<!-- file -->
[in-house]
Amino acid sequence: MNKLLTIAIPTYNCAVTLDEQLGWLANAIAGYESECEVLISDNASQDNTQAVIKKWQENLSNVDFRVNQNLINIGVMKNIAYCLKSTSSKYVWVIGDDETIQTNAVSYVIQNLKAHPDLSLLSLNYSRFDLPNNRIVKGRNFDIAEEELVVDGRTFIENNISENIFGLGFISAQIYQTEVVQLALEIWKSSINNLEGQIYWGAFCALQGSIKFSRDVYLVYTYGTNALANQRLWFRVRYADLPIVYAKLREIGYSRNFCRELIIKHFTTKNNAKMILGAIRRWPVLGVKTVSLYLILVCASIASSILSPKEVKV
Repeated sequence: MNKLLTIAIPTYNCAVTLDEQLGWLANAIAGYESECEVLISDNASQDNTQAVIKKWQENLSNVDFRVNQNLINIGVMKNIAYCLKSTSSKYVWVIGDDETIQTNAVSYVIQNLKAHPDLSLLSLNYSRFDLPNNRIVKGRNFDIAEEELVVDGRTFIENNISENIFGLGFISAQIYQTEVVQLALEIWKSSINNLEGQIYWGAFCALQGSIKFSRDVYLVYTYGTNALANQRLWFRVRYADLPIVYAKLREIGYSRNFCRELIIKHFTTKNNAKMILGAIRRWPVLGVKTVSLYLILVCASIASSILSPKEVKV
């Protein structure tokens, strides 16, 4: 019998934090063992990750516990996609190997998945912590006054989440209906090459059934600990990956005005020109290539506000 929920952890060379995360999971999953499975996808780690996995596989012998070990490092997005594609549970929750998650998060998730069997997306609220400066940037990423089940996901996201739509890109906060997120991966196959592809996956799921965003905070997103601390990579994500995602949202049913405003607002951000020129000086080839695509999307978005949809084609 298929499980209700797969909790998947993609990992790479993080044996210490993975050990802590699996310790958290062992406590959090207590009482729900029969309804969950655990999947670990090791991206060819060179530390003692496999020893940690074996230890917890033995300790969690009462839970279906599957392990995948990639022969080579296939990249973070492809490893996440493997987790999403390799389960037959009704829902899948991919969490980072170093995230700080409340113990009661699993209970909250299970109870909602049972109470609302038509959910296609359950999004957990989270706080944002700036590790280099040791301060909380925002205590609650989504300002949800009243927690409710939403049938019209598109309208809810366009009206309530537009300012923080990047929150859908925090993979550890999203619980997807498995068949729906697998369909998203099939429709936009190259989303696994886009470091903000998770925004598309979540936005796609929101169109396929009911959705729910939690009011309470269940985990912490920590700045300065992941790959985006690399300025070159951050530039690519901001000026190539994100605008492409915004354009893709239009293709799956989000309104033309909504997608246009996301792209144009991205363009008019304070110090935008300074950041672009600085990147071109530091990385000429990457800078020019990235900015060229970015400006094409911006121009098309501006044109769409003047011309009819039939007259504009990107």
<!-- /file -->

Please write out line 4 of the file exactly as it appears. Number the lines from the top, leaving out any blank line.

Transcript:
């Protein structure tokens, strides 16, 4: 019998934090063992990750516990996609190997998945912590006054989440209906090459059934600990990956005005020109290539506000 929920952890060379995360999971999953499975996808780690996995596989012998070990490092997005594609549970929750998650998060998730069997997306609220400066940037990423089940996901996201739509890109906060997120991966196959592809996956799921965003905070997103601390990579994500995602949202049913405003607002951000020129000086080839695509999307978005949809084609 298929499980209700797969909790998947993609990992790479993080044996210490993975050990802590699996310790958290062992406590959090207590009482729900029969309804969950655990999947670990090791991206060819060179530390003692496999020893940690074996230890917890033995300790969690009462839970279906599957392990995948990639022969080579296939990249973070492809490893996440493997987790999403390799389960037959009704829902899948991919969490980072170093995230700080409340113990009661699993209970909250299970109870909602049972109470609302038509959910296609359950999004957990989270706080944002700036590790280099040791301060909380925002205590609650989504300002949800009243927690409710939403049938019209598109309208809810366009009206309530537009300012923080990047929150859908925090993979550890999203619980997807498995068949729906697998369909998203099939429709936009190259989303696994886009470091903000998770925004598309979540936005796609929101169109396929009911959705729910939690009011309470269940985990912490920590700045300065992941790959985006690399300025070159951050530039690519901001000026190539994100605008492409915004354009893709239009293709799956989000309104033309909504997608246009996301792209144009991205363009008019304070110090935008300074950041672009600085990147071109530091990385000429990457800078020019990235900015060229970015400006094409911006121009098309501006044109769409003047011309009819039939007259504009990107």